The modern state of Israel has come to accept accusations of wickedness and opposition to building as a way of life.
Basically, nothing has changed since the days of Ezra nearly 2 500 years ago. Just as now, with unlikely allies such as the United Arab Emirates, ancient Israel had friends in high places.
King Cyrus of Persia not only freed the Jews from captivity in Babylon but also permitted them to rebuild their temple, even returning the rich furnishings confiscated by Nebuchadnezzar and bolstering their resources with lashings of gold and silver.
But there were the inevitable vocal opponents of its reconstruction, just as there are today over plans to extend Jewish sovereignty in parts of Judea, Samaria and the Jordan Valley. Many even deny Israel’s right to any of the Holy Land.
In Ezra’s day, when Cyrus’s successors succumbed to pressure from Israel’s opponents and the work on God’s house came to a standstill before resuming under the prophets Haggai and Zechariah, the elders of Israel had to remind King Darius of a much earlier decree:
“Now if it pleases the king, let a search be made in the royal archives of Babylon to see if King Cyrus did, in fact, issue a decree to rebuild this house of God in Jerusalem.” (Ezra 5.17)
Cyrus had indeed ordered the Temple restoration; the Lord had “moved his heart” in order to fulfil the word spoken by Jeremiah (Ezra 1.1) – and, for that matter Isaiah, who had twice mentioned the king by name more than a century before he existed1.
In the very same way, today’s politicians (especially in Britain) need to rediscover the San Remo Treaty of 1920. A record of the resolution was hidden away in the British war archives for generations until recently unearthed – time enough for Israel’s enemies to successfully spread the now widely accepted propaganda that the Jews have stolen Arab land.
Israel’s legitimacy has thus been repeatedly questioned as media outlets and members of parliament have joined forces to rewrite history.
Of course, for those who believe the Bible is God’s word, Israel’s right to their ancient land was spelled out in Genesis 15:18-20, Gen 17:8 and elsewhere. But their “earthly deed” was signed by world leaders (including British Prime Minister David Lloyd George) on the Italian Riviera 100 years ago.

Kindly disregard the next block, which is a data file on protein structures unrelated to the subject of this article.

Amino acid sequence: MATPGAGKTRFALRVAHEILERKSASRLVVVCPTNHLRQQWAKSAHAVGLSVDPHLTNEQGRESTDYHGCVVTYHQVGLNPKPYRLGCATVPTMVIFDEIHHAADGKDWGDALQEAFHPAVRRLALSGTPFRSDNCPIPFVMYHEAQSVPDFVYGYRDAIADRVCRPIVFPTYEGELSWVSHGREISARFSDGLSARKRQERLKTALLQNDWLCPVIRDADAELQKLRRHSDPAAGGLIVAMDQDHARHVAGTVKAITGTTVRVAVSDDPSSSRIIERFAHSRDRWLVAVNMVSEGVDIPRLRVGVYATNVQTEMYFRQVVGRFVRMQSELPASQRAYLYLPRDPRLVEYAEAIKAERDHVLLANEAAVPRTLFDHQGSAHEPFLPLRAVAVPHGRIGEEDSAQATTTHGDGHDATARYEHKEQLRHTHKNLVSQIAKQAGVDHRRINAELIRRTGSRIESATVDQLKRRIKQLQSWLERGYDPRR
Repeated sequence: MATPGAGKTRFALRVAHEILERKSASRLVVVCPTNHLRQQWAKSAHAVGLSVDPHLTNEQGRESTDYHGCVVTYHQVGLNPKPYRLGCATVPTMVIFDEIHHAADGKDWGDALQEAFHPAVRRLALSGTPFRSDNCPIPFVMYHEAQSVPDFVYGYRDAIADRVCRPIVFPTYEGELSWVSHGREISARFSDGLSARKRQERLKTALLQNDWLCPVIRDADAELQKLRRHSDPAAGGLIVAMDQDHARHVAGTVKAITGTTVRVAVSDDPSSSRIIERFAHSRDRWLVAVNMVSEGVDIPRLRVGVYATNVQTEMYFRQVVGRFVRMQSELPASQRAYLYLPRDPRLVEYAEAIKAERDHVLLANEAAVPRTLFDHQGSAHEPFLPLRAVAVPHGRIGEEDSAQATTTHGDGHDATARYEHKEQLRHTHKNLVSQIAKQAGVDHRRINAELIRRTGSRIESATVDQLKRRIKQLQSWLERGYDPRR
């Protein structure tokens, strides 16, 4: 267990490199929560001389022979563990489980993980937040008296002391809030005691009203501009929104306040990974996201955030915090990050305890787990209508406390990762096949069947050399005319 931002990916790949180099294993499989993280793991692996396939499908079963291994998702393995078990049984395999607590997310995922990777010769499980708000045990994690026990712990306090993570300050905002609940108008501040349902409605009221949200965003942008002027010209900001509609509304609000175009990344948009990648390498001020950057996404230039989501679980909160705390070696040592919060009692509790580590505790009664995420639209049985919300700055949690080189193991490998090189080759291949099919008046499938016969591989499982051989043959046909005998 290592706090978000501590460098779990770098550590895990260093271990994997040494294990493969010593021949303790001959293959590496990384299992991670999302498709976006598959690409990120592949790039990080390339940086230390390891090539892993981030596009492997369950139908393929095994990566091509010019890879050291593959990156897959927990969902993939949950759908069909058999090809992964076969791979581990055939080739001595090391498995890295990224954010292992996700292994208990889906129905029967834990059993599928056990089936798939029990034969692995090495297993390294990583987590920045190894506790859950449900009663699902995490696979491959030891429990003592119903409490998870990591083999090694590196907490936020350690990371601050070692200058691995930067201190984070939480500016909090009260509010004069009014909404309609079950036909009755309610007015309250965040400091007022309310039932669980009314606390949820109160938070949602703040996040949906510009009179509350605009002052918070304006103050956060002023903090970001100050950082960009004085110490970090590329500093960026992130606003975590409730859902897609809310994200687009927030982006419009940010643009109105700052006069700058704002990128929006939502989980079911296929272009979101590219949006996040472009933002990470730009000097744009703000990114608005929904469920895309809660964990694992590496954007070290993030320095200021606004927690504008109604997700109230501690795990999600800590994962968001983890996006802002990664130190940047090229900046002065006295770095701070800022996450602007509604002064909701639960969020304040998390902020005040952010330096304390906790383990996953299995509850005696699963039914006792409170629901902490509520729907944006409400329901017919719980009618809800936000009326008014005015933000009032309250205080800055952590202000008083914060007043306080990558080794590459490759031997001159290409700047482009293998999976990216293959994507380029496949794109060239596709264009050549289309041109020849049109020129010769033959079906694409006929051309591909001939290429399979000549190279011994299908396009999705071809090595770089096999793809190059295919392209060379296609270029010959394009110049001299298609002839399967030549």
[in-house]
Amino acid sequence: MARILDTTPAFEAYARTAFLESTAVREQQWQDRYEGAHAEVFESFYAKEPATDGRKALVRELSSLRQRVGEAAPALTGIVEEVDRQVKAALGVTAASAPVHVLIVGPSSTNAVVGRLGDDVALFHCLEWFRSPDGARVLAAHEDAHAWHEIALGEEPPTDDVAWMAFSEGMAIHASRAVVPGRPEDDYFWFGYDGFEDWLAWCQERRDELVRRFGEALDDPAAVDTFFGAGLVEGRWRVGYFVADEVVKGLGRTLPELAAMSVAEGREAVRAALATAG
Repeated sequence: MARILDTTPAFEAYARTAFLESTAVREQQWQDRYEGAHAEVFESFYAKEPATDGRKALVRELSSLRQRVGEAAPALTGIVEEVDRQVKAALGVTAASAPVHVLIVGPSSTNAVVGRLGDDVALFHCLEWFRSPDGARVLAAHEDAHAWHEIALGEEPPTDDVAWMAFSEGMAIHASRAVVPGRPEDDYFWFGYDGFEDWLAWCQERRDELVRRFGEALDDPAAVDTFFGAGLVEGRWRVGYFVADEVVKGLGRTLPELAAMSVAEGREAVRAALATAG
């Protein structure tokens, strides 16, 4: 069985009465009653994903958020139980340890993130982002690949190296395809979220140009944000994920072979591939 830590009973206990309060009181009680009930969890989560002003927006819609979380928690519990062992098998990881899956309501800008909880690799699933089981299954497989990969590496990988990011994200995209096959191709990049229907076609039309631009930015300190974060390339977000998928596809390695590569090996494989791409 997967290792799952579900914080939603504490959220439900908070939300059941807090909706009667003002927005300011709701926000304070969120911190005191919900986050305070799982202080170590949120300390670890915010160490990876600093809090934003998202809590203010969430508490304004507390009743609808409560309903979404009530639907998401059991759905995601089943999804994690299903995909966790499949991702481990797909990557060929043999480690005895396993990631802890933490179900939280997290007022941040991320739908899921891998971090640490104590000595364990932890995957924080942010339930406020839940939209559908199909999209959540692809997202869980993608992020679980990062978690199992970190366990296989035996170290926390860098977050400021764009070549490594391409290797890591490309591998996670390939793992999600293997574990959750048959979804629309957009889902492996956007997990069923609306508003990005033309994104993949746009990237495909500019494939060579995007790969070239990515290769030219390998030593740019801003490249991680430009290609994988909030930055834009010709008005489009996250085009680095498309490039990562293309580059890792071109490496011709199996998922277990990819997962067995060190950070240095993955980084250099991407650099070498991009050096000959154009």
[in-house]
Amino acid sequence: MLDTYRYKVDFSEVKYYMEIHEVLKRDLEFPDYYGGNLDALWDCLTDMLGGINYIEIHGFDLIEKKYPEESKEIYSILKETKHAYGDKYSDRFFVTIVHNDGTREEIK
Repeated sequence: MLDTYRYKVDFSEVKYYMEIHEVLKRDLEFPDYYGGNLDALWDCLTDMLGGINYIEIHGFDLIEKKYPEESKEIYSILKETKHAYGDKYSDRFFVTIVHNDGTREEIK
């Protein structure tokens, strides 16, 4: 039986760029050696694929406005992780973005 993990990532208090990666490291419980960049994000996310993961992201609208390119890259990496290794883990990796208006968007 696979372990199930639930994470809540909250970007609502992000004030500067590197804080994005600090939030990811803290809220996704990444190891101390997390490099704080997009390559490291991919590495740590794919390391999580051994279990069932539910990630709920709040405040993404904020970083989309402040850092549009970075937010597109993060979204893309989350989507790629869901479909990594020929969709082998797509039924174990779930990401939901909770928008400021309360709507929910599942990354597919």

In confirming the intent of the Balfour Declaration of 1917, the Jews were granted all the land from the Mediterranean to the River Jordan (including currently disputed territories), making a nonsense of the oft-heard Palestinian cry: “From the river to the sea, Palestine shall be free.”
At the time of San Remo, the region earmarked for the Jews was known as Palestine, but there was no such state or people. Arabs signing up for war service on the side of the Allies did not wish to be known as part of the Palestine corps as their Jewish fellow soldiers were happy to do.
Anyway, in view of the almost total ignorance of this hugely significant treaty’s existence, it’s high time our political leaders were made aware of it and took action to put the record straight in the public square.
A series of events marking its centenary have had to be postponed due to Covid, but a virtual conference is being planned for Saturday October 24, with contributions by experts and a chance to ask them questions. The Love Never Fails2 website will soon be updated with further details at https://www.lnf.org.uk/sanremo.php
An excellent booklet on the background to San Remo, called Pathway for Peace, has been published and can be purchased on the Christian Friends of Israel website at https://www.cfi.org.uk/sanremo-100. Why not send one to your MP? I have free copies to give away to the first six readers who apply.
My prompting to re-read Ezra at this time came from my church where we have started a series of sermons on the book. It’s particularly appropriate, coming as “exiles” start to return from lockdown, though I suspect we will continue to live as exiles from our secular culture for some time yet.
And though it’s perfectly acceptable to apply the Word of God to our lives in this way, we need to remember that it was originally addressed to Israel, who should take heart that Ezra’s day is being replicated in the 21st century, which means that there is still hope for Israel. Hope both in being delivered from their enemies and protected by their Lord, who still moves on the hearts of kings, presidents and prime ministers on their behalf.
Cyrus clearly gets this, in recognising that the God of heaven is synonymous with the God of Israel, and that though the Jewish exile was God’s judgment on sin, it was not for the surrounding nations to stick the knife in (Ezekiel 35.15). For that would amount to interference in the family discipline of those who are still God’s chosen people.
And so Cyrus responds to the Spirit’s leading by letting the exiles return and rebuild their temple.
Christians today are called not only to help Jews return to their ancient land (Isaiah 14.2) as San Remo has so helpfully achieved, but also to share the good news of their Messiah with them! (Romans 1.16)
1See Isaiah 44.28 & 45.1 & 13